Friday, March 14, 2014

Activists Call Iranian Authorities to Punish Violence Against Baha’is

A destroyed Baha’i house of worship in the city of Babol, northern Iran. Photo: Bahai.org
A destroyed Baha’i house of worship in the city of Babol, northern Iran. Photo: Bahai.org
TORONTO, Canada – A group of human rights activists, journalists and student leaders in Iran has signed an open letter to the Iranian judiciary, asking for an investigation into violence against the country’s small and persecuted Baha’i religious community.
In the letter to judiciary chief Sadeq Larijani, the authors have asked Iran to respect that part of the constitution which guarantees just and humane treatment of non-Muslims. The letter is signed by well-known activists and lawyers, like Nasrin Sotoudeh, who was recently released from prison. 
Noting a worsening of oppression against Iran’s Baha’is, the letter asks Larijani to investigate the recent attacks on followers of the Baha’i religion, which originated in Iran and where the largest population of Baha’is live. Some Iranian clerics accuse Baha’is of apostasy, which is punishable by death in the Islamic Republic.
Over the last few months, Iranian Baha’is have experienced greater oppression. Last month, a group of masked burglars, in an apparent hate crime, stabbed three Baha’is at their home in Birjand.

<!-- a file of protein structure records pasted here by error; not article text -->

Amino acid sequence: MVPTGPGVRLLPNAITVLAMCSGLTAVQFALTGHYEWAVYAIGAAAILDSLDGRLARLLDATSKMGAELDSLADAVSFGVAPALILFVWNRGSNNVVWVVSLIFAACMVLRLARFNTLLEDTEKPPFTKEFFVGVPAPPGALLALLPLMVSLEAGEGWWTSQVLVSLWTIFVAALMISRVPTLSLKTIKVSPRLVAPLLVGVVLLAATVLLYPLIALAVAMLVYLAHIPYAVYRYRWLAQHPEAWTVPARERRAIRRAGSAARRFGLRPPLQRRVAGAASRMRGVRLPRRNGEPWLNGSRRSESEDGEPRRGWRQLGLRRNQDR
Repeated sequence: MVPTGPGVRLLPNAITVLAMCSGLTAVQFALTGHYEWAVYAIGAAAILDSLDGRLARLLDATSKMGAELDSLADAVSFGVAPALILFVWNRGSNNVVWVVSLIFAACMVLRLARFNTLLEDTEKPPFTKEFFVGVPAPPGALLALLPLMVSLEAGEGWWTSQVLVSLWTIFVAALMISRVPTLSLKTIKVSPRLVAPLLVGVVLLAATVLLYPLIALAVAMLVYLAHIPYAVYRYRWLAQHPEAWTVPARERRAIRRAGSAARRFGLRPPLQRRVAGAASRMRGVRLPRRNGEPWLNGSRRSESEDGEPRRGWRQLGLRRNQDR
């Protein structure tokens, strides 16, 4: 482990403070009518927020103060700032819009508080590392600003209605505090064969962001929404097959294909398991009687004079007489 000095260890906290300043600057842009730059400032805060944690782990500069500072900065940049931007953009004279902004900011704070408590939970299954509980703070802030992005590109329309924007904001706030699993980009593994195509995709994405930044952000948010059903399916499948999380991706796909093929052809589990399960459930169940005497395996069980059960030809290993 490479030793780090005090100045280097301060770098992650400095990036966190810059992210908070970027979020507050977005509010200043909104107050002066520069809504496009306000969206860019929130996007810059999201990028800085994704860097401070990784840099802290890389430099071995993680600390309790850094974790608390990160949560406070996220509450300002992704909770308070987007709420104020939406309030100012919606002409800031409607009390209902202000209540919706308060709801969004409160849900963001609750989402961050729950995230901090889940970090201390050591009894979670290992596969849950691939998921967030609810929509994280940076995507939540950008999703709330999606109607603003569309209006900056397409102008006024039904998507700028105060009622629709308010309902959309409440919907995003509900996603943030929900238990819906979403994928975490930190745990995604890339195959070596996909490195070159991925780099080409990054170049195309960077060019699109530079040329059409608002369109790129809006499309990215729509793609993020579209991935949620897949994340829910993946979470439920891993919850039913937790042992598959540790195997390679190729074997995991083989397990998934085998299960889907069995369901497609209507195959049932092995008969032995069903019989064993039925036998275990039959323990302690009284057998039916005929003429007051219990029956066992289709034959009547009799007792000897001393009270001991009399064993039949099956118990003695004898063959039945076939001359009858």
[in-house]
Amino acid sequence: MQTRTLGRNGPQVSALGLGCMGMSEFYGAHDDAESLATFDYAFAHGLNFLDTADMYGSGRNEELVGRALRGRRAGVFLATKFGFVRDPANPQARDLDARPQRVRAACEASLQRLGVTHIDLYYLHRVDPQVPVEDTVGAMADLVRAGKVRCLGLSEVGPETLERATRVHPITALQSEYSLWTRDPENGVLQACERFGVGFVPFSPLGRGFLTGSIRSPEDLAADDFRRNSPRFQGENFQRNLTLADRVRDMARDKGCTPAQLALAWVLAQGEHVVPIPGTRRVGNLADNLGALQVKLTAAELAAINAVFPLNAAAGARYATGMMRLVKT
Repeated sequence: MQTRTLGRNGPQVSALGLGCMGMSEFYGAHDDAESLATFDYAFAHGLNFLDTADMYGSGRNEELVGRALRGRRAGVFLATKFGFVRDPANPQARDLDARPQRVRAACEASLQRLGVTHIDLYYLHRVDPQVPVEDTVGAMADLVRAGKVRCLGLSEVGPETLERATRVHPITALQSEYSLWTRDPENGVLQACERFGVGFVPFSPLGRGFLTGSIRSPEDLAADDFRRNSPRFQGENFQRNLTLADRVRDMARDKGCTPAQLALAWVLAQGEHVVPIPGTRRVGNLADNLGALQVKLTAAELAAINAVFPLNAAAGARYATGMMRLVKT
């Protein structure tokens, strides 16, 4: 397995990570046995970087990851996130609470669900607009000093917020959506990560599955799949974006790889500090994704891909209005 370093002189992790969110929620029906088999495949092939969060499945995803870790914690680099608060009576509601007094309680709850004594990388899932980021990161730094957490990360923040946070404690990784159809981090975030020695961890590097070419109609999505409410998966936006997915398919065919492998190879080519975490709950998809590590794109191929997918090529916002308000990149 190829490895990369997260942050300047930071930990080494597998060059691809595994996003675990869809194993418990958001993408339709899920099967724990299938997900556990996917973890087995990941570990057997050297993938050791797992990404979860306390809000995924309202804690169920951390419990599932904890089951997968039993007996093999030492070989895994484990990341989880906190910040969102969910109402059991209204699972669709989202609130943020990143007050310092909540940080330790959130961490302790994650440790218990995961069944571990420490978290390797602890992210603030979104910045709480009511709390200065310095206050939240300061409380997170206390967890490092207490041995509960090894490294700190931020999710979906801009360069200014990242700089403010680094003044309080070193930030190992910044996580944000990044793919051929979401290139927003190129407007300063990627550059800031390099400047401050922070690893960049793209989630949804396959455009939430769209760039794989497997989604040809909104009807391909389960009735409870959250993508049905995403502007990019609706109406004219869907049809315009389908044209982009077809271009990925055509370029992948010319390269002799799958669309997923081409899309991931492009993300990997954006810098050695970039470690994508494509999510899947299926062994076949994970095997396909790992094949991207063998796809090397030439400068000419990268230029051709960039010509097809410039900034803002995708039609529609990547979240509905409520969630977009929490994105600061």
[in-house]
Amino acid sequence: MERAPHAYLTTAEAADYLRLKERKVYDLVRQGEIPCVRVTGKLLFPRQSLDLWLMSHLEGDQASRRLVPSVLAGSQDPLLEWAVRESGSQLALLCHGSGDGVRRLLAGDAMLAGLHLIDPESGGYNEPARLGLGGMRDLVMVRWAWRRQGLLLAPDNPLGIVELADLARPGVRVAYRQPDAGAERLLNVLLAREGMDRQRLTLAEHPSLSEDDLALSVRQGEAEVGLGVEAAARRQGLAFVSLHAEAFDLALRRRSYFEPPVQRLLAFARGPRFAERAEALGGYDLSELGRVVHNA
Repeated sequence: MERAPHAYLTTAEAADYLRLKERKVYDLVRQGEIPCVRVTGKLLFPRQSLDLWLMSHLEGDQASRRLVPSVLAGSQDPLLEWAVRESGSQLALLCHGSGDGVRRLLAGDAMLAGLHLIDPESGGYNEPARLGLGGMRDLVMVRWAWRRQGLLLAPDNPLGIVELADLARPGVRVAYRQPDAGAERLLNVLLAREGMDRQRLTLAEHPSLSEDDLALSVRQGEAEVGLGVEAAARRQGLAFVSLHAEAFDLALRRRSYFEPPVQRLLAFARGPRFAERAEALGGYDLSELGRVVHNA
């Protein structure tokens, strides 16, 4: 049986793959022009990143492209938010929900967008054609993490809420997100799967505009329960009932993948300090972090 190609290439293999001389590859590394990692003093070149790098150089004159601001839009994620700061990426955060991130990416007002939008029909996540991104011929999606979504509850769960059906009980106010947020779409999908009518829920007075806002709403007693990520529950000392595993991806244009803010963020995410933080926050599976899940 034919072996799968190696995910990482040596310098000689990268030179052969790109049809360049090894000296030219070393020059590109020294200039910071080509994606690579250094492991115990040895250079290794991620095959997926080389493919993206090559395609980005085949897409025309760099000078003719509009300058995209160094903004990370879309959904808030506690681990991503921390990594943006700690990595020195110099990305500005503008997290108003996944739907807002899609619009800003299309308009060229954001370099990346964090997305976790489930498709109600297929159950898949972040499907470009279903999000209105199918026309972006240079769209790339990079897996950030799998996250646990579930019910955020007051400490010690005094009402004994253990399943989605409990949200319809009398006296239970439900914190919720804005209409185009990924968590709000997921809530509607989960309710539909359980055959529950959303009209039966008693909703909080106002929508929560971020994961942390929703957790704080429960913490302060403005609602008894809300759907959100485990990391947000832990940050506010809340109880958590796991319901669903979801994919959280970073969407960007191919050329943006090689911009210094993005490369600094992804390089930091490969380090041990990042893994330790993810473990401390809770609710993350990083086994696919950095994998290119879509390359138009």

In addition, 14 Baha’i homes in Abadeh were raided by government agents in the Fall of last year, according to reports by the Baha’i international community. Their books, CDs and computers were confiscated and the families were told to leave the city. They were warned that otherwise “their children would be stabbed on the streets,” according to reported incidents.
Last August, Ataollah Rezvani, a well-known member of the Baha’i community, was shot in the city of Bandar Abbas. He had been receiving threatening phone calls and was pressured by intelligence officials to leave the city. 
Also, 136 Baha’is are reportedly in Iranian prisons, including seven Baha’i leaders charged with “disturbing national security” and “spreading propaganda against the regime.” International human rights organizations have condemned the imprisonment.
More than 500 Baha’is last month wrote a letter to Iranian clerical authorities, reporting the recent spike in violence against their community and asking that the perpetrators be brought to justice.
The United Nations and Amnesty International have repeatedly reported on the persecution of Iran’s Baha’is, who are denied higher education, employment, civil rights and liberties. They have been subject to unwarranted arrests, torture, execution and confiscation of property.

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